by Pat Brosnan

Stone Attack by Thugs

 According to recent media reports a resident of Shannon who, in the company of a friend, went to visit his brother’s grave in Mount St Lawrence Cemetery in Limerick is alleged to have been attacked by a gang of teenage thugs who pelted them with stones. This happened at around 7pm in the evening when one would expect to be a quiet time to visit a cemetery. By all accounts the Cemeteries City Council Superintendent stated that he had no doubt that the two people concerned had a frightening experience and that it was the first time that anything such as this had occurred in that cemetery.

It goes to prove, if proof was needed, that there are certain elements in the country that are completely devoid of ordinary regard for the rights of others and who have no idea of what civilized behaviour is about. Such elements in our society need to be confronted and brought into line for the sake of decent law abiding people. This latest incident in Limerick was perhaps a new departure from the usual kind of thuggery by the fact that it was people rather than property that was targeted in this mindless way.

Perhaps the culprits were high on drugs or alcohol, who knows, or maybe it was done out of sheer blackguardism but whatever it was it should not have happened. We all know of course that far more serious things have happened in Limerick City in recent times but that would have more to do with notorious criminal gangs rather than teenage vandals. Again however we do not have to pretend that such things are happening only in the city or larger towns throughout the country.  The sad fact is that there are groups of teenagers and sometimes older trouble makers to be found in the smallest villages and even rural areas in County Limerick and indeed in many places around the country as well.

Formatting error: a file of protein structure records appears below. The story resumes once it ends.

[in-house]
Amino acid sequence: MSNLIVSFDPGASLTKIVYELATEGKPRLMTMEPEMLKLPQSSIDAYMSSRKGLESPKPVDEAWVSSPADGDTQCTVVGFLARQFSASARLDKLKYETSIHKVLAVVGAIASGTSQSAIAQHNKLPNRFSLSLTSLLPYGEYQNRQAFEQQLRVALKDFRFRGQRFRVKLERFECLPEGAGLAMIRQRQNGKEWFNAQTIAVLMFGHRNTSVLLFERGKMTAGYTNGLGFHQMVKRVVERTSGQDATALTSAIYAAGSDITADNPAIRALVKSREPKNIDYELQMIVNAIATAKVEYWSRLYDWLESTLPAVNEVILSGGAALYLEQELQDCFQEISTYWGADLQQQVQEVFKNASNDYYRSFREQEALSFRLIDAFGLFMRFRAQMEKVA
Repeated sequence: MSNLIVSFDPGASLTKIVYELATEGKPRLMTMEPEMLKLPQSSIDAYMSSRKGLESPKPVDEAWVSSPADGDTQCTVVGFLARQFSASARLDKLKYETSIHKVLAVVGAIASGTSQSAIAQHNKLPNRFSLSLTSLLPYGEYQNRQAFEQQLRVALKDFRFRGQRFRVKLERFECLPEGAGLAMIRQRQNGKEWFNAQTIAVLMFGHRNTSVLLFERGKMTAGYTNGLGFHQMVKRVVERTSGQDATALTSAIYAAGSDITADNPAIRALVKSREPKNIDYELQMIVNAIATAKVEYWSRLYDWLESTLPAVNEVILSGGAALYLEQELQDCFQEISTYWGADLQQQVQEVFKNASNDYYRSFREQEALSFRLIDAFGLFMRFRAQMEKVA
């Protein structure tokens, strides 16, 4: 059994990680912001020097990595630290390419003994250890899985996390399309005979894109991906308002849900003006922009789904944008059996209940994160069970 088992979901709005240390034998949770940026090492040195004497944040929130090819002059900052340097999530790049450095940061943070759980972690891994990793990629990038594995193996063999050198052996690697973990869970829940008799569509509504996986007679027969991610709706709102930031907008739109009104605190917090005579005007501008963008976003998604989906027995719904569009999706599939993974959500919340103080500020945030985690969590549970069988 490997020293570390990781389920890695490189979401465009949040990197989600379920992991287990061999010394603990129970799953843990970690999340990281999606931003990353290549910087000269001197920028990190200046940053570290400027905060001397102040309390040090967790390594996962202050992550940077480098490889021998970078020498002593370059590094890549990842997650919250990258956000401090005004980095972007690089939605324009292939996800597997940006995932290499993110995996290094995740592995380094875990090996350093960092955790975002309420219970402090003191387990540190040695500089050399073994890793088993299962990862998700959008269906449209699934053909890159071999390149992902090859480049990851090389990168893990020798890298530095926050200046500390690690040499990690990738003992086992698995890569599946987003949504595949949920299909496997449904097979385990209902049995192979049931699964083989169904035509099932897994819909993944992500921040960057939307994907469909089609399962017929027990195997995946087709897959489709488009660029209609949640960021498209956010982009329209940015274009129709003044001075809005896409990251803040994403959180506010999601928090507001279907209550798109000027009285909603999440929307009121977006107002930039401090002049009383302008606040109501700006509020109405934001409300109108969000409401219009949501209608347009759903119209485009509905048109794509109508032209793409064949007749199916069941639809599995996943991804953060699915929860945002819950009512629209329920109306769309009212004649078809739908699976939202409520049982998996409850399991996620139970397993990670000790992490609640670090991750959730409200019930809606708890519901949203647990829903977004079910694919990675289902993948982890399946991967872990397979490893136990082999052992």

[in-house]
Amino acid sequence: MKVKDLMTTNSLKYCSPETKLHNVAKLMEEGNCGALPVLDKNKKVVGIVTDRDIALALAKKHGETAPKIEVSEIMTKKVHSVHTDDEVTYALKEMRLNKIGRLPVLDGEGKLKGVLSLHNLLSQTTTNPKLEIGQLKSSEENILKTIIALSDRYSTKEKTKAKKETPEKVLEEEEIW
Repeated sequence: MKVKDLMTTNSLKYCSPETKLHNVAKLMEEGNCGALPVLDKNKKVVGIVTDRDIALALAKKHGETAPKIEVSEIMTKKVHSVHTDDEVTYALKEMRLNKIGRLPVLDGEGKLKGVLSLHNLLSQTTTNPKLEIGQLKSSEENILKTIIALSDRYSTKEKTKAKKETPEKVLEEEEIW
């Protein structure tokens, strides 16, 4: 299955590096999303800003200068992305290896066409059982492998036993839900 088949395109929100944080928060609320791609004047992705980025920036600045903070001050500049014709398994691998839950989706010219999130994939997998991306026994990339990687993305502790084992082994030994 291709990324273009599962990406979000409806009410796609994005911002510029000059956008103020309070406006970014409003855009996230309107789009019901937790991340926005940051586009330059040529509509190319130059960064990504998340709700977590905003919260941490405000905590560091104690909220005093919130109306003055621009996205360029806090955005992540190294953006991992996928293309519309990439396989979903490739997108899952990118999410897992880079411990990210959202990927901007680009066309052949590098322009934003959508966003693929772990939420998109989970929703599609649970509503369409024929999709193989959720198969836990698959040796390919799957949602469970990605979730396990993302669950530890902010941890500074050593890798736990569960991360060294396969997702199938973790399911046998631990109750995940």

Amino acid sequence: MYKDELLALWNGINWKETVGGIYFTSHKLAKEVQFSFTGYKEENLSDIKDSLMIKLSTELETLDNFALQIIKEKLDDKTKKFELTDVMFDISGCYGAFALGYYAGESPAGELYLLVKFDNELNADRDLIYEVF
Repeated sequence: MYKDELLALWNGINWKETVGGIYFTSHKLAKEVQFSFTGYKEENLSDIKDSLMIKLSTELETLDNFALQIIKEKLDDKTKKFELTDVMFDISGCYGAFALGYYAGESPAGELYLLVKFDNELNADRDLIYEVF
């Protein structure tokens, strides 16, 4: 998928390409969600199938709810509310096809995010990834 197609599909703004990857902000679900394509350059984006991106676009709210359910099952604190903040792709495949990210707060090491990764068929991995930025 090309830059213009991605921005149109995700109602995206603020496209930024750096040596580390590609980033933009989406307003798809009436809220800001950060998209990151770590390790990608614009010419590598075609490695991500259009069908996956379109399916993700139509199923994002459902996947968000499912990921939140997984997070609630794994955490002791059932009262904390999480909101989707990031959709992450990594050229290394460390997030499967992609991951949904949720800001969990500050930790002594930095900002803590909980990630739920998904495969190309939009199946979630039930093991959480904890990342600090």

Even a few years ago in mainly quiet and peaceful Carrigkerry, where some of the nicest people in the country live, there was the deplorable incident of the statue in the local grotto being smashed and around the same time the tank containing the school heating oil was punctured which caused an oil spillage that was difficult enough to deal with. It is hard to understand the minds of teenagers who carry out such acts of pointless destruction and what kind of perverse satisfaction they get out of it. But what we do know is that it needs to be stopped before it gets out of hand completely before decent people are forced to take the law into their own hands and deal with the problem in their own way.  We recently read about some vigilantes targeting suspected drug dealers in a North Kerry village and ordering them out of the area. The question we would like to see answered is who should we have the most sympathy for, the suspected drug dealers or the vigilantes who are trying to put a stop to such activities.